Rough roads ahead
Those who are trying to prepare Colorado’s transportation system, especially its highways, to meet future needs face some formidable obstacles.
There are bridges and highways in excess of 70 years old, more than 120 structurally deficient bridges, increasing numbers of cars and trucks on the road but, because of better fuel economy, very little increase in funding from the gasoline and diesel taxes.
And there is this: 63 percent of Coloradans believe the state’s transportation system is just fine the way it is.
Those are among the facts made public at a series of transportation meetings being held around the state this autumn, including one in Grand Junction last Wednesday.
Well, count us among those who do believe there are serious transportation problems that Colorado needs to deal with, even if we don’t necessarily accept the high-end estimate that it will take at least $1.5 billion more per year to solve them. And those problems aren’t likely to disappear with the coming election.
Nine days from now, Coloradans will decide whether we want to set aside increased revenue from the current severance tax for highways, whether we want to effectively raise the severance tax but use very little of that money for highways or — possible, but unlikely — whether we want to do both.
Whatever happens with Amendments 52 and 58 on Nov. 4, few people expect there will be a huge new stream of revenue flowing to the Colorado Department of Transportation. So there will be another legislative scramble to find new ideas for transportation funding, made all the more difficult by the current economy.
There are no easy solutions, but we offer these thoughts to lawmakers, transportation officials and others.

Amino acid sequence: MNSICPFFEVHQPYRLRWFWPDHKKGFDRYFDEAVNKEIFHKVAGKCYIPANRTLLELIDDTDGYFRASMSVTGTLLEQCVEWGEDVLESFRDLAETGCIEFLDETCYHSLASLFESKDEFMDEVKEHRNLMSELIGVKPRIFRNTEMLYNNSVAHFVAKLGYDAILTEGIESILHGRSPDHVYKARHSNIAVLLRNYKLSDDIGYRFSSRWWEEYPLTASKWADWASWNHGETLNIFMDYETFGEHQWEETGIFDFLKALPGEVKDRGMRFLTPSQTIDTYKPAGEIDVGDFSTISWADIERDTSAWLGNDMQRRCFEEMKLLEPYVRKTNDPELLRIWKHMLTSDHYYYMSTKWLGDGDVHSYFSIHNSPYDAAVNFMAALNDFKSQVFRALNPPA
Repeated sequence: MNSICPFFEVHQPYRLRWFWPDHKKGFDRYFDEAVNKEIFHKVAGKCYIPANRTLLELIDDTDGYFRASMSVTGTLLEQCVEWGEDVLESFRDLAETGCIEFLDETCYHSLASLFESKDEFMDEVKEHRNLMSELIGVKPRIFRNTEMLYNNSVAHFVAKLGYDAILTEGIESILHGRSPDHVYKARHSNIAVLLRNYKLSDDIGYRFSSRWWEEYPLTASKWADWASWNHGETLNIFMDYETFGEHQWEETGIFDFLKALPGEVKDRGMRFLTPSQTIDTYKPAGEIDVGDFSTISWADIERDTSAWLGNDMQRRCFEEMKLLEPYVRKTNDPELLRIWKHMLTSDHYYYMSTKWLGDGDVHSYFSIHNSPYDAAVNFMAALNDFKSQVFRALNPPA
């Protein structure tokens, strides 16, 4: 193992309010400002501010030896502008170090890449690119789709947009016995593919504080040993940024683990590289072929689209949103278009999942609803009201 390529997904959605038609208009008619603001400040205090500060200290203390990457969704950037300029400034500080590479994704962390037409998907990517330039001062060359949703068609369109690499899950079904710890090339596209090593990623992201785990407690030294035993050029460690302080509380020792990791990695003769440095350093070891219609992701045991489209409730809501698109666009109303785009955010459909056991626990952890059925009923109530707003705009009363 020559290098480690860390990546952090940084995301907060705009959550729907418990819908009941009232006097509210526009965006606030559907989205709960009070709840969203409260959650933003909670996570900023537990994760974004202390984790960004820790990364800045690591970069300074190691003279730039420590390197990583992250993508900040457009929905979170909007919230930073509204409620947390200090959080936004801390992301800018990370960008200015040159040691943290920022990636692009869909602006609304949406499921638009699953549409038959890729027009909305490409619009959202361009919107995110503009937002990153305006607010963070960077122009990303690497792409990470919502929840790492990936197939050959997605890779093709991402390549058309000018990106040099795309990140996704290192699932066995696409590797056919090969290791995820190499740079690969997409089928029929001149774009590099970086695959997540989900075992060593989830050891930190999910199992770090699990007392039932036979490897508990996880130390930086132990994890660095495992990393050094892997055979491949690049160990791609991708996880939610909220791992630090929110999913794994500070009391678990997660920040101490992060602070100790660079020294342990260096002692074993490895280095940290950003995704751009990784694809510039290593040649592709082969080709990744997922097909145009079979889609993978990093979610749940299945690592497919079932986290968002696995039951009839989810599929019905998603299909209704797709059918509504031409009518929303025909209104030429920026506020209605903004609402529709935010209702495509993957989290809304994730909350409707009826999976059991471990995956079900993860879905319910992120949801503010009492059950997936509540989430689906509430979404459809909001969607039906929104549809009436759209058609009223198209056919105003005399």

First, they should avoid plans that would substantially raise costs to Coloradans without seeking voter approval, as was contemplated last year with vehicle registration fees and a few other fees. Voters may approve such fee increases as highway needs become more apparent. But they will object vociferously to those and other funding plans if higher fees are foisted upon them without their approval.
Also, policy makers shouldn’t be quick to reject different ideas, simply because they don’t fit the template for how things have been done in the past.
With that in mind, we were pleased to hear Grand Junction resident and Transportation Commission Chairman Doug Aden say Wednesday that toll roads and private road development “need to be part of the discussion.” Toll roads, both to raise money for increased highway capacity and to relieve congestion in certain areas, have worked well in many places, even if they are not initially popular.
But highway planners face another obstacle, one that was also mentioned at the meeting in Grand Junction: political leaders who have not made transportation needs a top priority.
When members of the Legislature routinely take discretionary funds that are supposed to go to transportation and use them for something else, and when the governor endorses a plan to significantly raise revenue from the severance tax but dedicates little of that money to highways, it should come as no great surprise that a large majority of Coloradans don’t consider transportation funding as an emergency.